Liability (L)

This refers to the foundational financial statement of any company that charts the revenue, cost, and expenses accrued within a given time period. Obviously essential for investors and accountants to get a basic understanding of a company’s financials. A financial statement that reports on all of a company’s assets, liabilities, federal income and equity. As suggested by its name, a balance sheet abides by the equation . In the most common definition of the term, credit refers to an agreement to buy a good or service with the guarantee to pay for it later. There are many different credit forms, with the most popular form being bank credit or financial credit.

What is the jargon of accounting?

Accounting Jargon and Terminology Bus. Accounting – process of identifying, measuring, and reporting financial information by use of a double entry accounting system. Accounts Payable – (AP) money owed to creditors, to other businesses; the company must pay money to vendors for the purchase services or goods.

Write-offs are not the same as write-downs, which partially reduce an asset’s book value. Unearned income (also known as passive income) is not gained through work. Interest from savings accounts, bond interest, alimony, and dividends from stocks are examples of unearned income. Taxation will vary for this type of income due to qualitative differences.

Accounts Payable

The P&L document is crucial since it shows how much a business generated profit or loss. Payroll accounting tracks operations that record, administrate, and analyze the compensation paid to employees. Payroll also involves fringe benefits distributed to employees and income taxes withheld from their paychecks. In addition to paying for raw materials to make its cakes, ABC Bakery has monthly overhead costs like rent, administrative costs, utilities, and insurance. If a printing company sells old machinery for $20,000, that amount would be considered non-operating income.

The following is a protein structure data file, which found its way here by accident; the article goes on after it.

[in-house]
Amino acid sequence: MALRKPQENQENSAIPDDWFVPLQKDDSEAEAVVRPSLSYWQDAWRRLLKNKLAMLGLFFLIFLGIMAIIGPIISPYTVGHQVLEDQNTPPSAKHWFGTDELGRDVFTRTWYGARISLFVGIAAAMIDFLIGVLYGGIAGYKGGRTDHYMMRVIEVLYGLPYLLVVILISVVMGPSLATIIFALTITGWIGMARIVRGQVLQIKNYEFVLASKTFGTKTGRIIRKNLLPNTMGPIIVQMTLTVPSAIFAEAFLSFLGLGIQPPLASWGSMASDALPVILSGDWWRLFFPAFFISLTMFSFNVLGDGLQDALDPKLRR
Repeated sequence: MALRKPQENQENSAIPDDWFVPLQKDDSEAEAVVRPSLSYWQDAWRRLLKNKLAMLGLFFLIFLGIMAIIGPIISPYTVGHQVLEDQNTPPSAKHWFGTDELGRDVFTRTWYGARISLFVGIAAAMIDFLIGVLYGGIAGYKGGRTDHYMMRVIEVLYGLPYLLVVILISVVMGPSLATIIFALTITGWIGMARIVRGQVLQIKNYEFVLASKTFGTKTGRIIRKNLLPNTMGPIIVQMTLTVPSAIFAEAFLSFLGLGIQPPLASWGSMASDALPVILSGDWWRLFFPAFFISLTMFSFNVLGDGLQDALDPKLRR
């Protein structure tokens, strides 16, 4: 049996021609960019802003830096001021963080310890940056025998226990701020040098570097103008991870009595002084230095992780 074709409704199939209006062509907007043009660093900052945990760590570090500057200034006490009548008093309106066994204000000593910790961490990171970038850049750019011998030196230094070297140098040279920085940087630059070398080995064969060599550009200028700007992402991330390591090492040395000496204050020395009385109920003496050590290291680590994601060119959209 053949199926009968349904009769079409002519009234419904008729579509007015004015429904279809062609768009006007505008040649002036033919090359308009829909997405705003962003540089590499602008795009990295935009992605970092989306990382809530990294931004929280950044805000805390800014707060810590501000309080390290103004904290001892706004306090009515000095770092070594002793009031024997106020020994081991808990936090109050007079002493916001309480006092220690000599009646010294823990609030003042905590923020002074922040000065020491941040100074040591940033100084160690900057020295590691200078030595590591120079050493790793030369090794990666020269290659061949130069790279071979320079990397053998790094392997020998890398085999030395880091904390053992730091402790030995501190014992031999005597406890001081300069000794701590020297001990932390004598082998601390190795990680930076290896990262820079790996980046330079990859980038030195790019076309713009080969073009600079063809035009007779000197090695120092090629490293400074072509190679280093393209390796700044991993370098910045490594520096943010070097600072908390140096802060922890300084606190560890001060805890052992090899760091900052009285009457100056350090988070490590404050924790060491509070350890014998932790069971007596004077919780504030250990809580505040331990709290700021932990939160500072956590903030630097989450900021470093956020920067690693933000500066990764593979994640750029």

accounting acronyms

It is a more complete and exact alternative to single-entry accounting, which only records transactions once. While single-entry systems only apply to revenues and expenses, double-entry systems add assets, liabilities, and equity to the organization’s financial tracking. Some asset types are fixed, current, liquid, and prepaid expenses. Liquid means how quickly a business can convert the asset into spendable revenue without losing value.

Some organizations use monthly periods since it is more convenient. The accounting cycle is eight-step system accountants use to track transactions for a certain period. Fixed Assets are long term and will likely provide benefits to a company for more than one year, such as a real estate, land or major office purchases. Current Assets are those that will be converted to cash within one year, including cash, inventory or accounts receivable.

If handled properly, your GL should provide a complete history of your organization’s finances and accounting. VAT (Value-added tax) – One of the most widely known accounting abbreviations, this one describes the type of sales tax assessed on the value of goods and services. IS (Income statement) – The income statement abbreviation expresses the financial paper, which reveals the incomes and expenses of a business at a specific time. DR (Derivative) – This is one of the accounting abbreviations describing a financial instrument that derives its value from the performance of another asset or group of assets.

What are the 5 accounting rules?

  • Revenue Recognition Principle. When you are recording information about your business, you need to consider the revenue recognition principle.
  • Cost Principle.
  • Matching Principle.
  • Full Disclosure Principle.
  • Objectivity Principle.